margin in effect for that interest period. Base rate loans bear interest at a rate per annum equal to a base rate plus the applicable margin in effect for that interest period. As long as no default has occurred under the Credit Agreement, the applicable margin for both the base rate and currency rate loans is based on a matrix that varies with a ratio of outstanding debt to EBITDA, as defined in the Credit Agreement. At June 30, 2010, the applicable margin was 2.5% and the one-month LIBOR was 0.3%. Amounts outstanding under the Credit Agreement are secured by substantially all the assets of the Company and certain assets of the Companys subsidiaries. The Credit Agreement provides for the Senior Notes to rank pari passu with the commitments under the Credit Agreement, in relation to the security provided.
The Company had outstanding borrowings under its Credit Agreement as of June 30, 2010 and December 31, 2009 as follows:
(1) Amounts available include up to $50,000 for letters of credit as of June 30, 2010 and December 31, 2009.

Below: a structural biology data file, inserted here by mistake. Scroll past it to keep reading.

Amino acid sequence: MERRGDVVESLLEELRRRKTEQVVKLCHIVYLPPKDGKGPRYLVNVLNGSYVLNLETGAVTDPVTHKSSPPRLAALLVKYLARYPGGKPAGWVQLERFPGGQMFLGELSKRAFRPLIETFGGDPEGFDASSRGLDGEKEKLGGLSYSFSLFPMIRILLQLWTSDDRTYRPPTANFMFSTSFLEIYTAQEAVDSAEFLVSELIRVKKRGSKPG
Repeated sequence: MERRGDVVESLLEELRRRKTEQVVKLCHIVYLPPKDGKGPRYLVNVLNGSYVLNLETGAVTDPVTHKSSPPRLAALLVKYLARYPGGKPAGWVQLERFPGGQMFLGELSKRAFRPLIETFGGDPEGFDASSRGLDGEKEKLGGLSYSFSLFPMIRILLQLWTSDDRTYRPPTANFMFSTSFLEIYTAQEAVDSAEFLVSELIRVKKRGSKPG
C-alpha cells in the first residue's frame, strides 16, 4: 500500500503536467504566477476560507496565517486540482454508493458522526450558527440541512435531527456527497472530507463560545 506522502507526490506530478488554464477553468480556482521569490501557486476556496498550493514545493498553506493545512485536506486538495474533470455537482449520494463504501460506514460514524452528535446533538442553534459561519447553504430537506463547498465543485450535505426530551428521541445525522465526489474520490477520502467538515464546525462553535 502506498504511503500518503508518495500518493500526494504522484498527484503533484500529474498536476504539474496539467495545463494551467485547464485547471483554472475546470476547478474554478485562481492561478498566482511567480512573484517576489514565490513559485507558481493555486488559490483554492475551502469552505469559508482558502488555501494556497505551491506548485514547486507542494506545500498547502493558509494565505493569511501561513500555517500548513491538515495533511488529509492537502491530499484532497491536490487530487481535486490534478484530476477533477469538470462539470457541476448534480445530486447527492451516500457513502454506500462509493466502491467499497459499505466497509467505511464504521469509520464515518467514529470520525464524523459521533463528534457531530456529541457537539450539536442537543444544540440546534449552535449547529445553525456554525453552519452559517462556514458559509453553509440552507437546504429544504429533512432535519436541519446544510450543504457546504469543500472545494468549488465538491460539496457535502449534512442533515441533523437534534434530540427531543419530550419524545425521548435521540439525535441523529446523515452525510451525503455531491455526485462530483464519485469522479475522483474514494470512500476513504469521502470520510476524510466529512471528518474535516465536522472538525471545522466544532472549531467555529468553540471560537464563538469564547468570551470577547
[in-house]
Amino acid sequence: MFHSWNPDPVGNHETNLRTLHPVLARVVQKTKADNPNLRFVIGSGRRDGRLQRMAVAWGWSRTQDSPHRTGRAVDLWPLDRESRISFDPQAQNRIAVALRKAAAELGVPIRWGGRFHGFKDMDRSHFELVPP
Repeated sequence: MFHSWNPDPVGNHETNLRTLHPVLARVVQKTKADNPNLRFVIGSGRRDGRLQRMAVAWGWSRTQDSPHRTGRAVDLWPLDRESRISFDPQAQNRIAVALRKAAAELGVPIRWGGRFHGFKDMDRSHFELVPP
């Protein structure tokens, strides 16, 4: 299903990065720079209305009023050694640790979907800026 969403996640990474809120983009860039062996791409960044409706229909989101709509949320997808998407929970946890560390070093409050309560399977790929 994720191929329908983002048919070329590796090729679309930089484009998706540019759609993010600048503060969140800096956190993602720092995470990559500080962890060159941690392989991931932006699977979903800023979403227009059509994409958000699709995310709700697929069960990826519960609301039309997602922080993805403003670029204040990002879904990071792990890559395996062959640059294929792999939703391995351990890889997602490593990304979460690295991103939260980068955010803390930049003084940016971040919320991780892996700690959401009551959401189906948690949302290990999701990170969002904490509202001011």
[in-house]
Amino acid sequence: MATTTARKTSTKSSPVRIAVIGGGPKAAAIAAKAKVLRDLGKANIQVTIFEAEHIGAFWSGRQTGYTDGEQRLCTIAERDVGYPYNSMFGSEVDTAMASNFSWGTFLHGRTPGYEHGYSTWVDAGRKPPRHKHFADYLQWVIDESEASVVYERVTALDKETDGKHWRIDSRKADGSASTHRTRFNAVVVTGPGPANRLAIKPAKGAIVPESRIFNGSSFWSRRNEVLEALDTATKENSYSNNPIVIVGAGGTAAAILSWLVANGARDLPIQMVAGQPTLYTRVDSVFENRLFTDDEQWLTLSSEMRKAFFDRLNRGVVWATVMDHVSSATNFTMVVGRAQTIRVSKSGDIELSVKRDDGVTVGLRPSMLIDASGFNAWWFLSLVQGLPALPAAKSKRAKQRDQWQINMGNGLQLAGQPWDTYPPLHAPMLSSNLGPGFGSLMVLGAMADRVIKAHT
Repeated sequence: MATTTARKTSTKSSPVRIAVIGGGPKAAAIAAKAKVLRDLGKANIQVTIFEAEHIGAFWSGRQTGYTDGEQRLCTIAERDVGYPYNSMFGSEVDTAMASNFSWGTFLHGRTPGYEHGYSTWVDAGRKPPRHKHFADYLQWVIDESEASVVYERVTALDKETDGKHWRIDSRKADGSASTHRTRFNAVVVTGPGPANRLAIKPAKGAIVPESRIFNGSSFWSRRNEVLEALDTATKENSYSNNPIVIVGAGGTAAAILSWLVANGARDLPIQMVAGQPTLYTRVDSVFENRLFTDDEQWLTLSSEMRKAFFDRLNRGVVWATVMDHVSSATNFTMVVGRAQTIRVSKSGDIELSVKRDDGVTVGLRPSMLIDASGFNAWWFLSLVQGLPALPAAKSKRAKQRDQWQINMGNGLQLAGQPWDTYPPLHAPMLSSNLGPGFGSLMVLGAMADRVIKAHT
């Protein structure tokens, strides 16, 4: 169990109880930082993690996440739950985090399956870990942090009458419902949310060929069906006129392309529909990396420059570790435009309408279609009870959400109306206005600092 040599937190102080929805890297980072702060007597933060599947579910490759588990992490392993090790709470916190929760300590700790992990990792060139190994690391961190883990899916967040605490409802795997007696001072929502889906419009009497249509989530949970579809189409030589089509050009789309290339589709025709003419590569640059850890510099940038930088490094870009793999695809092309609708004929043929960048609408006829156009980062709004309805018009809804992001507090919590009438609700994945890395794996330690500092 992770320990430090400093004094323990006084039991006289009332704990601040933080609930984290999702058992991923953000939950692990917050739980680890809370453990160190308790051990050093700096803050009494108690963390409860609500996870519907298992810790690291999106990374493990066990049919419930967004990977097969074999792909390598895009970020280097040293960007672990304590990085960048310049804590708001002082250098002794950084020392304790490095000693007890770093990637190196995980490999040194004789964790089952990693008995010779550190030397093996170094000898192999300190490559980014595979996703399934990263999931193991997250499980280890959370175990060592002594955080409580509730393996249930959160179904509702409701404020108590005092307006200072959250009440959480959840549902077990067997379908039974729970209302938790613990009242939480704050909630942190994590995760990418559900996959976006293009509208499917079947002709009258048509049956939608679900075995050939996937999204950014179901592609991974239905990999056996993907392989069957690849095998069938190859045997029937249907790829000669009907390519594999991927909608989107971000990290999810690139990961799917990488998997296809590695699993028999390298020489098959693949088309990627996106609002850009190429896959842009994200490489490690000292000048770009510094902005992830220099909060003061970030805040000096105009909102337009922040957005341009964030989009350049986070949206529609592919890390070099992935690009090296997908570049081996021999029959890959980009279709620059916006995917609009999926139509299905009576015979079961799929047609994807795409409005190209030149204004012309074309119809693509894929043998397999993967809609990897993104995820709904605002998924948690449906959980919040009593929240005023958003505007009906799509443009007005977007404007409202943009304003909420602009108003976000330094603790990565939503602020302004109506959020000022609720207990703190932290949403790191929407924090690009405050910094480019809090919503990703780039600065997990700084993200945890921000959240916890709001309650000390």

The Companys commitments for outstanding letters of credit relate to potential collateral requirements associated with our matched principal business. Since commitments associated with these outstanding letters of credit may expire unused, the amounts shown above do not necessarily reflect actual future cash funding requirements.
The weighted average interest rate of the outstanding loans was 2.85% and 2.73% at June 30, 2010 and December 31, 2009. At June 30, 2010 and December 31, 2009, short-term borrowings under the Credit Agreement were recorded net of unamortized deferred financing fees of $545 and $931, respectively.
The Credit Agreement contains certain financial and other covenants. The Company was in compliance with all applicable covenants at June 30, 2010 and December 31, 2009, respectively.
7. STOCKHOLDERS EQUITY